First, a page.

Localized: MiNX

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March Localized features an orgy of electric sound on March 15 at 9 p.m. The sultry, blues-rock sounds of Merchant Royal will massage things into action before we get a little horny (that’s a trumpet joke) with energetic, brass-infused ska-punkers Bombshell Academy. Once we’re hot and bothered, MiNX will hit the stage for an audio-visual mixtape that might leave your shorts a little moist—bring cigarettes for after. This $5 show is 21+ at Urban Lounge and graciously sponsored by Salt Lake Community College, KRCL 90.9FM, Budweiser and Spilt Ink.


The bubbly, vivacious vocalist of MiNX, Ischa B., greeted me outside a nondescript machining facility—an oddly appropriate meeting place, given MiNX’s often dark, industrial visual style. We went inside to sit with the other half of the band, the comparatively soft-spoken guitarist Raffi Shahinian, who explained that Ischa and he had known each other since ’97 and that MiNX grew from the political-sex-rock act, Uncle Scam. Ischa became involved in Uncle Scam after becoming weary of her day-to-day grind: “I was working retail, corporate America. I was like, ‘Man, I gotta do some music. I gotta do some art,’” she says. Soon, she was enlisted as lead vocalist. Uncle Scam thrived for a while, earning positive album reviews and even playing a Localized show in 2010 before band members departed, leaving only Raffi and Ischa to tinker with their sound. “The other band members left and Raffi and I continued the Uncle Scam project, but were starting our own project that was just us,” says Ischa. In February 2012, MiNX jolted to life.

Since then, the band has been busy. “For the sake of honesty, I feel like we’ve been on a fucking train going 500 fucking miles an hour since 2011,” says Raffi, who explained that last year, the band released two full-length albums, Golden and 13, as well as acoustic EP Summertime Unplugged. But as Ischa says, if they aren’t busy, they get bored: “We’ve got to entertain ourselves! When we’re working on an album, every moment is dedicated to the album. When we’re not working on the must-dos like eating, working and sleeping, we’re working on the album. We also just like to have fun and explore,” she says.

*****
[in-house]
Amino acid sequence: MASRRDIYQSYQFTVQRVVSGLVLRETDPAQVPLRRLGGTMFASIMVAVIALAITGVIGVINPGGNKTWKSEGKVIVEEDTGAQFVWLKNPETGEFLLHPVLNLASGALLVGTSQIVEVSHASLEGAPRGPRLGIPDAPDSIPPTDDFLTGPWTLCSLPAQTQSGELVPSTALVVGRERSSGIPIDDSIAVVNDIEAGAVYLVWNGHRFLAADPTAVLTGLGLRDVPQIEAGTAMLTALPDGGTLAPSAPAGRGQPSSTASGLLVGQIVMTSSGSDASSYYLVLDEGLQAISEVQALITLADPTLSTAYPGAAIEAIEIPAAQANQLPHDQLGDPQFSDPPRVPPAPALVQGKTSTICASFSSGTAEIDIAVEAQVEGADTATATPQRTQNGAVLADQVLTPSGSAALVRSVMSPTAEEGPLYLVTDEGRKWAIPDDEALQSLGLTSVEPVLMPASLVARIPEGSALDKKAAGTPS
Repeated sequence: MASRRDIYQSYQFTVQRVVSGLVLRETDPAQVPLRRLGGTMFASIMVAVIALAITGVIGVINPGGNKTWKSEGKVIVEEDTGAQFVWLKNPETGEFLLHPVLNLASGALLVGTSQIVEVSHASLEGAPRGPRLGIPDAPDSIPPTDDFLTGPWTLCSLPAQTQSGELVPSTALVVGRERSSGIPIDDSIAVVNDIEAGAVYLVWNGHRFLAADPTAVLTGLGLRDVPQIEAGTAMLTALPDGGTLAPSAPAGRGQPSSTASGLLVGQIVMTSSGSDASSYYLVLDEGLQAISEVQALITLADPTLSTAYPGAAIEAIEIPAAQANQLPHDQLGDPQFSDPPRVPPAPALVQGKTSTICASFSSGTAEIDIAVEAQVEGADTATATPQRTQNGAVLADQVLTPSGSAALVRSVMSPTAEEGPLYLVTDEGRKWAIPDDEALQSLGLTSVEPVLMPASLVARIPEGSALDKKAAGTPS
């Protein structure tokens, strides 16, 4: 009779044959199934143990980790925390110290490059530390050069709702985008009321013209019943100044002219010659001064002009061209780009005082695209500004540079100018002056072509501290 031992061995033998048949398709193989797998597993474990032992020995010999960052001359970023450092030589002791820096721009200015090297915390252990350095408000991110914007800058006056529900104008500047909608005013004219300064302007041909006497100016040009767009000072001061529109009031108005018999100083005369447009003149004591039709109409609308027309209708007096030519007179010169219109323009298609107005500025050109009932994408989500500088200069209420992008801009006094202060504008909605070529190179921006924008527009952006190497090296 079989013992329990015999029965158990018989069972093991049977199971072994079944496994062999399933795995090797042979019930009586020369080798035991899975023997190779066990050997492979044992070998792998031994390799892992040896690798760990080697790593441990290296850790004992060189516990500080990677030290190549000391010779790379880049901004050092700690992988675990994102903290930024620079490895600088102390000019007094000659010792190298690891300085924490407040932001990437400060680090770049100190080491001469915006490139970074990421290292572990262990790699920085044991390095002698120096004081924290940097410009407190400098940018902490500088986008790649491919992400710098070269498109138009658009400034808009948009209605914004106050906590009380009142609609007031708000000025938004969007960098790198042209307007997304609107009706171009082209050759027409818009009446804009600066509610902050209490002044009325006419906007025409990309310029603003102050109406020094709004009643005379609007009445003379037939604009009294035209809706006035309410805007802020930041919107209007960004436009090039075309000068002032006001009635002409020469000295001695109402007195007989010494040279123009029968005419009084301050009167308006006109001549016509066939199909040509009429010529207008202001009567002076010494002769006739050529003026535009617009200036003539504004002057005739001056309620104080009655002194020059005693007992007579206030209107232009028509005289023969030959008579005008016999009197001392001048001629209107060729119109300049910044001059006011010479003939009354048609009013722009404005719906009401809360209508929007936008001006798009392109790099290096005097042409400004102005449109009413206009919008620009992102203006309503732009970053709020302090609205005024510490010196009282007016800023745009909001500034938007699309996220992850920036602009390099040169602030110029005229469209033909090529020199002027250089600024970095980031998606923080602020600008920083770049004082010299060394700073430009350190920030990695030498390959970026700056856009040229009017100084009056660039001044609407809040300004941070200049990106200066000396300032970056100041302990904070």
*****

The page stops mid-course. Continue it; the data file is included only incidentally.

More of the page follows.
Exploration has led MiNX to combine rock and electronic elements like sonic alchemists. Raffi brings hard rock, soul and funk to the mix, while Ischa stirs in components of the electronic spectrum, citing artists like Eurythmics, Pet Shop Boys and Depeche Mode as influences. “[Our sound] is experimental in that we’re not telling ourselves no. If something comes up and we think, ‘Oh, you should rap to this,’ I say ‘OK, I’ll rap to this even though I’m a white girl who lives in Utah,’” says Ischa.

 

The product they’ve created is something that can be thought of as a mixtape. According to Ischa, “We leave it open-ended like that. If you listen to us, you’ll find a hodgepodge. You can’t make an assumption off of one song because you’ll find something else very different.” As Raffi notes, a sonic pastiche is a good way to connect with a variety of people. “We want people’s ears to connect with what they’ve seen and what they know,” he says.

 

Of course, for MiNX, music is just one half of the show. The band’s magic extends past your ears and into your eyes with elaborate stage props, costumes and visceral online videos. “We pretty much just have fun. Ischa takes care of the costumes and I just get to go in my hole and make music. We work to each other’s benefits,” says Raffi, who noted that the big push into the theatrical landscape comes from Ischa. With a diverse artistic background that includes everything from working in costumes at the Utah Opera to prepping for photo shoots and doing makeup and hair, she’s certainly the woman for the job. Together, the two have chemistry that results in a full-body experience combining Raffi’s passion for guitar with Ischa’s passion for everything comprising their visual aesthetic.

 

Where visuals are concerned, inspiration comes from dozens of places. “I like to snoop online at all the inspirations you’d imagine, like Madonna and Britney Spears and Annie Lennox—all of the trite assumable stuff—yes, it’s all inspirational,” says Ischa, who also explained that a big part of creating art is collaboration. “It always starts with someone actually doing it for themselves and finding other people who want to play with them, which is how I feel about the people helping us make our music videos—they want to make art and we want to make art,” she says.

 

Their amalgam of visual and audial elements pours out in live performances, giving audiences a shape-shifting experience where Ischa’s costumes change with songs and setlists change for various venues. “We play acoustic shows and I love the moodiness,” says Ischa, “but we generally play at bars, and since people at bars are trying to have a good time, we try to make our set applicable; we encourage people to come out and have the good time that they came out to have.” Raffi adds that the benefit of having such a wide array of songs is that you can adjust them to fit any audience. “Since we have a large amount of songs, we get to do a MiNX’s greatest hits so we can pick out the most fun, bouncy songs and the ones the audience responds to.”

 

In the world of music, you can find countless examples of experimental art, though you’ll be hard-pressed to find a group as compelling and stimulating as this inventive duo. Check out MiNX’s extensive catalog of songs and videos at minxband.com, and keep an eye out for exciting news on their upcoming music video project.